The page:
Home News WMC Voices Concerns Over Gender Equality in Political Party Cultures

WMC Voices Concerns Over Gender Equality in Political Party Cultures


The Women’s Manifesto Coalition (WMC) has expressed worry about the political party cultures that are failing to include gender equality and women’s rights as salient issues in the process of building a democratic Ghana.

The most recent internal political party primaries of the two primary political entities, the National Democratic Congress (NDC) and the New Patriotic Party (NPP), both of which control 100% of the seats in the national Parliament, indicate a substantial decline in the representation of women.

This underrepresentation of women does not augur well for women’s ability to contribute to critical decisions that have implications for their socio-economic well-being.

Globally, the consensus is that political parties are a critical element in the building of participatory democracies.

Speaking at a media engagement organised by Abantu for Development, a non-governmental organisation, in Accra the Convenor of the Coalition, Hamida Harrison, disclosed that after 34 years of local governance, women currently constituted 4.1 per cent of elected members at the metropolitan, municipal and district assemblies (MMDAs) and 14.5 per cent of Members of Parliament (MPs).

Emphasizing the UN Resolution of the General Assembly 66/130 on Women and Political Participation, it calls upon states to, among other things, strongly urge political parties to eliminate all barriers, whether direct or indirect, that discriminate against the participation of women.

The resolution encourages political parties to enhance their capacity for gender-sensitive issue analysis and, as deemed suitable, to adopt policies that facilitate the full participation of women at all decision-making levels within those political entities.

Highlighting the significance of political parties in promoting democracy in Ghana, Hamida Harrison underscored the need for women’s groups to assertively advocate for equitable participation in political decision-making.

Mrs. Hamida expressed concern, stating that it is alarming that while other countries are progressing towards achieving equal representation for both males and females in political decision-making, Ghana is regressing.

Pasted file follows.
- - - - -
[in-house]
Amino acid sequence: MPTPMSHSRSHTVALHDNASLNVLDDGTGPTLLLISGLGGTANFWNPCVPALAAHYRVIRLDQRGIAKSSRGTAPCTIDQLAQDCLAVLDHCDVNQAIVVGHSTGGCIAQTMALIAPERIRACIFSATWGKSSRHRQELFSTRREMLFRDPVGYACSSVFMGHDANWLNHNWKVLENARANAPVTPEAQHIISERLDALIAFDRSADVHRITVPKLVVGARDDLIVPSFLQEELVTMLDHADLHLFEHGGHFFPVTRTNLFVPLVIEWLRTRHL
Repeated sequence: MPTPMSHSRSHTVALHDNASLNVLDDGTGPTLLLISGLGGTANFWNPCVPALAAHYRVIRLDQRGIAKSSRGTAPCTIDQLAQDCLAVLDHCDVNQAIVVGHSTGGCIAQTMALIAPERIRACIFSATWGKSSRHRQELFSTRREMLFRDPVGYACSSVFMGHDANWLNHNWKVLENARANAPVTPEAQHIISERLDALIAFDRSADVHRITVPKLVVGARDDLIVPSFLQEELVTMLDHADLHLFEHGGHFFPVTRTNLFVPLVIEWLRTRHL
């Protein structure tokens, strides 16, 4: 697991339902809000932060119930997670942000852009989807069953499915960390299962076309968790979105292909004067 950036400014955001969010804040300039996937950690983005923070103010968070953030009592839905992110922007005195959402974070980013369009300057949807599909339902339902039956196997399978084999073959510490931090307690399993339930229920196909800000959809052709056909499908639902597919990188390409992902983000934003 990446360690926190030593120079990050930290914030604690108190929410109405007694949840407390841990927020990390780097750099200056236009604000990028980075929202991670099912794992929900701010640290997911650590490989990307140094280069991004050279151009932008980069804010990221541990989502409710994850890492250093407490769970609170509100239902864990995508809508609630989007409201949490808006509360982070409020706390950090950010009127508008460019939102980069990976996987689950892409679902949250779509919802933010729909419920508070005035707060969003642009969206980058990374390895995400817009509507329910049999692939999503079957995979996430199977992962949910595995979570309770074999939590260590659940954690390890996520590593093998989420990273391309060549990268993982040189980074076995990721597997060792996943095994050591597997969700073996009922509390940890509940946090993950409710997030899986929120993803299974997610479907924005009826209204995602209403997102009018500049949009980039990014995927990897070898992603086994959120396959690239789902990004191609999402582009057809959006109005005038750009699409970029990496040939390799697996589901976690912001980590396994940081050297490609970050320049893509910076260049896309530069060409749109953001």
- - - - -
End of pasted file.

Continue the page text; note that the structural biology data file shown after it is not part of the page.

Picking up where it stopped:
The WMC Convenor said while the political parties were structured in a manner that did not promote women’s participation, the huge financial requirements to run campaigns aggravated the situation.

“We know that some political parties have reduced filing fees for female candidates, but the progress is slow to deal with the systemic conditions that limit women’s participation in decision-making. The filing fees should be abolished completely,” she stressed.

Pauline Adobea Dadzawa, a Consultant and former Commissioner at the Electoral Commission, echoed the urgency of taking decisive actions to combat underlying factors contributing to gender inequality.

Advocating for empowering measures, Dadzawa proposed the implementation of a quota system to elevate women’s participation. She emphasized the need for political parties to institute comprehensive training programs, preparing women for active political engagement.

Additionally, Dadzawa stressed the importance of targeted mentorship systems for women, enhancing their confidence in pursuing political office. She called for the cultivation of internal party cultures actively promoting women’s participation, with a commitment to eliminating gender discrimination.

The Former Commissioner underscored the need for deliberate efforts to appoint women to positions of responsibility beyond elective roles, aiming to narrow the existing gender gap.

In a call to action, Dadzawa urged the media to wield their platforms in providing equitable coverage of women empowerment issues, asserting that addressing barriers to women’s participation necessitates considerable attention from the media.

The Women Manifesto Coalition urgently implores political parties to ensure equal and inclusive representation for both women and men.

They stress the imperative for parties to evolve beyond being mere “gatekeepers” of democratic ideals, actively paving the way for the participation of marginalized groups, particularly women, within both party structures and government through internal mechanisms.

Source: Isaac Kofi Dzokpo/newsghana.com.gh

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